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Defense Base Act (DBA), Military and (JAG), VA Expert Witness, Combat Zone

Stephen M. Raffle, M.D.

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Curriculum Vitae

By Stephen M. Raffle, M.D.

I have served as an expert witness in military venues and cases involving combat-related facts on numerous occasions.   Increasingly I am called about cases involving private contractors alleging injuries in a military zone (e.g. Defense Base Act aka DBA cases).  Obviously, combat and alleged combat-related injuries, are sometimes psychiatric.

My experience dates back to 1969-1970 when I was stationed at 5 USA Headquarters as the psychiatric consultant to the Surgeon of 5USA.  One assignment was to consult, and, if necessary, testify as the psychiatry expert witness for the Judge Advocate General. In that first case, in 1970, a man went to the Induction Board to be sworn in. He took the oath but couldn’t or wouldn’t step over the line as requested. Was it draft evasion or impaired mental health? In recent years I increasingly find myself asked to opine and testify in cases where private sector employees work in combat zones and suffer injuries in which there is a mental health issue (claim of emotional distress or PTSD caused by alleged employer acts, to name a few). Unprecedented numbers of cases of PTSD and other mental health disorders are being reported by veterans returning from combat in the Middle East.  Most recently, the VA released statistics about increased diagnoses of PTSD, related disorders, and even suicide, among soldiers who have served in Afghanistan.   Proper diagnosis, treatment and prognosis of the such illnesses by a trained physician–psychiatrist–is essential to any assessment.  (My article on PTSD addresses this in greater detail).  I have opined in Defense Base Act cases, and in issues arising out of disputes over VA benefits and insurance liability regarding non-combat employees, to name a few.  As an objective examiner, I am sensitive to issues of both malingering and, contrastly, the individual who is downplaying the severity of their symptoms–not surprising in a personality type hardened from battle.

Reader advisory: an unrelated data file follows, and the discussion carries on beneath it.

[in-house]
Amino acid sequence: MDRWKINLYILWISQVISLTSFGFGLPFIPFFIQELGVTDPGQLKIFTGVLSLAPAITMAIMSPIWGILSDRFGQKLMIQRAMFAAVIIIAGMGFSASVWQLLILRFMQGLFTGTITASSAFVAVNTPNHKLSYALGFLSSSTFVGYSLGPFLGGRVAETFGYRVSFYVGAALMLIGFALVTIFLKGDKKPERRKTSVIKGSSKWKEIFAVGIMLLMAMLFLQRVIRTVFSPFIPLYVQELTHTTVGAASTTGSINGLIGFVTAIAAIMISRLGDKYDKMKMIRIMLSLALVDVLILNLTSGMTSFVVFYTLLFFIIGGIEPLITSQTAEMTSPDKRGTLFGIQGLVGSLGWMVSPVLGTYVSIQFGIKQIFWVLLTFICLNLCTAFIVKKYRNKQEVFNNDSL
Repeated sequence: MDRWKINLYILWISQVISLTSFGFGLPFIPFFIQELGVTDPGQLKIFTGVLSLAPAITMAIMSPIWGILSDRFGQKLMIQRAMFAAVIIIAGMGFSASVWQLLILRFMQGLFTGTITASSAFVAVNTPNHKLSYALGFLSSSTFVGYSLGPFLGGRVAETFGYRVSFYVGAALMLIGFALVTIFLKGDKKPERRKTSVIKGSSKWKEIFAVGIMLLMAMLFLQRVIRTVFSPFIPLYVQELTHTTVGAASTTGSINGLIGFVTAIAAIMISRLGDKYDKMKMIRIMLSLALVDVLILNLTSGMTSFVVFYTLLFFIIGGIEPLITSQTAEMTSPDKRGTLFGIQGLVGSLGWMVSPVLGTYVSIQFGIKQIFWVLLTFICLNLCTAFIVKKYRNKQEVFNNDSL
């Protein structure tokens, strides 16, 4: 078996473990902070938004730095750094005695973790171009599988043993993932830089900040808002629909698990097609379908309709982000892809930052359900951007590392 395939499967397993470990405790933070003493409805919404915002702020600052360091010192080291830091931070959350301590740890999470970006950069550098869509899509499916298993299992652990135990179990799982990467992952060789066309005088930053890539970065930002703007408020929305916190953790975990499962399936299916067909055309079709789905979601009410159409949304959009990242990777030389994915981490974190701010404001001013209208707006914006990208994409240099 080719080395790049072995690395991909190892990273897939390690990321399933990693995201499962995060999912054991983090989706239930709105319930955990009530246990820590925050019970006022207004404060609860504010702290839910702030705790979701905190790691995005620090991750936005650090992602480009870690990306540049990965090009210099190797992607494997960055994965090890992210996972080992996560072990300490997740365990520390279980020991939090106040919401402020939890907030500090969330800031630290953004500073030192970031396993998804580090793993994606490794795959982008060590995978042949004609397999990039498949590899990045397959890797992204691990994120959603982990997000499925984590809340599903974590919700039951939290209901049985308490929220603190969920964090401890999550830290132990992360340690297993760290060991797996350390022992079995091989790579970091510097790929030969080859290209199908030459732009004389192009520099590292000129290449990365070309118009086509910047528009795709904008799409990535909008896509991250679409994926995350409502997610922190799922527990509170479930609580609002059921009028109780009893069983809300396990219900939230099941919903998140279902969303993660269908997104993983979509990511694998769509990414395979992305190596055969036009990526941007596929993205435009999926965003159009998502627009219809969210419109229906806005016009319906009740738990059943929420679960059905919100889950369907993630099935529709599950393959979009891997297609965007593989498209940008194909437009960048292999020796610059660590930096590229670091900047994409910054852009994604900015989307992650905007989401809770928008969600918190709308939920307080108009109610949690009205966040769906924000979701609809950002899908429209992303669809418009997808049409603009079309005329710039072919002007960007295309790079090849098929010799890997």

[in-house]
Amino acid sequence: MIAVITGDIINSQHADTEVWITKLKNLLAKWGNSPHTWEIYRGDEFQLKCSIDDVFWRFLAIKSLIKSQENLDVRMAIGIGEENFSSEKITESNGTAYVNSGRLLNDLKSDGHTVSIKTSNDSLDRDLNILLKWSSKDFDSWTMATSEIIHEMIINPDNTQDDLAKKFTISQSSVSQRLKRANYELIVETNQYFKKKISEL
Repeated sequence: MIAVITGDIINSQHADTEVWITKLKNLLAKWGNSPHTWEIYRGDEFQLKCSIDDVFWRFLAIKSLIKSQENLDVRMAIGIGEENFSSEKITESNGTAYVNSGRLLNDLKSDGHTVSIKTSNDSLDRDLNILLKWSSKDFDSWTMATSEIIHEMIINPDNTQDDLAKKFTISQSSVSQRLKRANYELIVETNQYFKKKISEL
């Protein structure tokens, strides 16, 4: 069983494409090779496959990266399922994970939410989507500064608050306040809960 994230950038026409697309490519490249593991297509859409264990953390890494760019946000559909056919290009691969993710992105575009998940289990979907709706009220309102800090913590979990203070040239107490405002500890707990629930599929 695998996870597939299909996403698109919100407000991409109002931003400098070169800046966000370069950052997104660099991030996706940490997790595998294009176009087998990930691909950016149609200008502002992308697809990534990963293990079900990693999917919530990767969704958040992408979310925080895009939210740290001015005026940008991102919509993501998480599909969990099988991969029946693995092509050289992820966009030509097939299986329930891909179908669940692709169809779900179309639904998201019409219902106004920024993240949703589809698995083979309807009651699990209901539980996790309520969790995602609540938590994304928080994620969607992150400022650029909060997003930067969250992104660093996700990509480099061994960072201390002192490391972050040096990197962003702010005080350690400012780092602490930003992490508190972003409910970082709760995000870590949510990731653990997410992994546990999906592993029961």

I recently received a very kind and gratifying response regarding a VA case:

“A former soldier’s lifetime battle with PTSD and Veterans Administration failed claims for compensation ended in suicide. Was this a service injury? His widow was left with a battle for benefits. The VA Appeals Board was able to rely on your opinion to better understand the psychiatric factors, perhaps the most significant question at issue. His widow’s claim has been granted, his suicide acknowledged as an injury in the service of his country, and she is now receiving Dependents Indemnity Compensation. She (and I) are deeply grateful for your expertise, and support. -Col. Ralph B. Kelly, Retired”

DISCLAIMER: The information provided on this website does not constitute legal or medical advice. Readers should consult with their own legal counsel or physician for the most current information and to obtain professional legal advice or medical advice before acting on any of the information presented.

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